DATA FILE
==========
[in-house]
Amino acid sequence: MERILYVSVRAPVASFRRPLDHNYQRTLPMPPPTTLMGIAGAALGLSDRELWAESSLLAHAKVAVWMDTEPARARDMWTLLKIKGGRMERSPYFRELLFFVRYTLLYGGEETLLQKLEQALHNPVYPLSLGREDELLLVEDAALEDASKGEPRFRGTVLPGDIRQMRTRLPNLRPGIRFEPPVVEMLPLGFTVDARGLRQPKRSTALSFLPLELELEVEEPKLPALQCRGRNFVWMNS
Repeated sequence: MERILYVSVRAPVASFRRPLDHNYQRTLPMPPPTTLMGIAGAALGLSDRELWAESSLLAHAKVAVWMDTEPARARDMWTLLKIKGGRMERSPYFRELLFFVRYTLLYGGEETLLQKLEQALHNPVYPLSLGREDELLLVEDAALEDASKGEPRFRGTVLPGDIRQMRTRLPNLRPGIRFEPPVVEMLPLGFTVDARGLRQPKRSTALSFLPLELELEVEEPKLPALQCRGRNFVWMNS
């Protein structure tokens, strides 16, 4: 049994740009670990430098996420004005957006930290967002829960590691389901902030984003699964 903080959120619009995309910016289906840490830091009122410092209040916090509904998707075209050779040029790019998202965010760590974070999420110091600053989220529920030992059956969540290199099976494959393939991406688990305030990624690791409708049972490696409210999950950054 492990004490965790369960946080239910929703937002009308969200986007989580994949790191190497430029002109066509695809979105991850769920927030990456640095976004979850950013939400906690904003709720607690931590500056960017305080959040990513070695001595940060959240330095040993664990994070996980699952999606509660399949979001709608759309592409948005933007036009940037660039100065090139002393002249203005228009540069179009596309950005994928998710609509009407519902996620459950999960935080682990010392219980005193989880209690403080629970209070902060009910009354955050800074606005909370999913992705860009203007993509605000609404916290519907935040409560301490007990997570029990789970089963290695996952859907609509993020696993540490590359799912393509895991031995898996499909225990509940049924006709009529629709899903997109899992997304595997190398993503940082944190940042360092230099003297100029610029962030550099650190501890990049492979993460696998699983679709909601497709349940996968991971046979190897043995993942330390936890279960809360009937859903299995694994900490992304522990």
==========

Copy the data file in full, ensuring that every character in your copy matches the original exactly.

[in-house]
Amino acid sequence: MERILYVSVRAPVASFRRPLDHNYQRTLPMPPPTTLMGIAGAALGLSDRELWAESSLLAHAKVAVWMDTEPARARDMWTLLKIKGGRMERSPYFRELLFFVRYTLLYGGEETLLQKLEQALHNPVYPLSLGREDELLLVEDAALEDASKGEPRFRGTVLPGDIRQMRTRLPNLRPGIRFEPPVVEMLPLGFTVDARGLRQPKRSTALSFLPLELELEVEEPKLPALQCRGRNFVWMNS
Repeated sequence: MERILYVSVRAPVASFRRPLDHNYQRTLPMPPPTTLMGIAGAALGLSDRELWAESSLLAHAKVAVWMDTEPARARDMWTLLKIKGGRMERSPYFRELLFFVRYTLLYGGEETLLQKLEQALHNPVYPLSLGREDELLLVEDAALEDASKGEPRFRGTVLPGDIRQMRTRLPNLRPGIRFEPPVVEMLPLGFTVDARGLRQPKRSTALSFLPLELELEVEEPKLPALQCRGRNFVWMNS
């Protein structure tokens, strides 16, 4: 049994740009670990430098996420004005957006930290967002829960590691389901902030984003699964 903080959120619009995309910016289906840490830091009122410092209040916090509904998707075209050779040029790019998202965010760590974070999420110091600053989220529920030992059956969540290199099976494959393939991406688990305030990624690791409708049972490696409210999950950054 492990004490965790369960946080239910929703937002009308969200986007989580994949790191190497430029002109066509695809979105991850769920927030990456640095976004979850950013939400906690904003709720607690931590500056960017305080959040990513070695001595940060959240330095040993664990994070996980699952999606509660399949979001709608759309592409948005933007036009940037660039100065090139002393002249203005228009540069179009596309950005994928998710609509009407519902996620459950999960935080682990010392219980005193989880209690403080629970209070902060009910009354955050800074606005909370999913992705860009203007993509605000609404916290519907935040409560301490007990997570029990789970089963290695996952859907609509993020696993540490590359799912393509895991031995898996499909225990509940049924006709009529629709899903997109899992997304595997190398993503940082944190940042360092230099003297100029610029962030550099650190501890990049492979993460696998699983679709909601497709349940996968991971046979190897043995993942330390936890279960809360009937859903299995694994900490992304522990």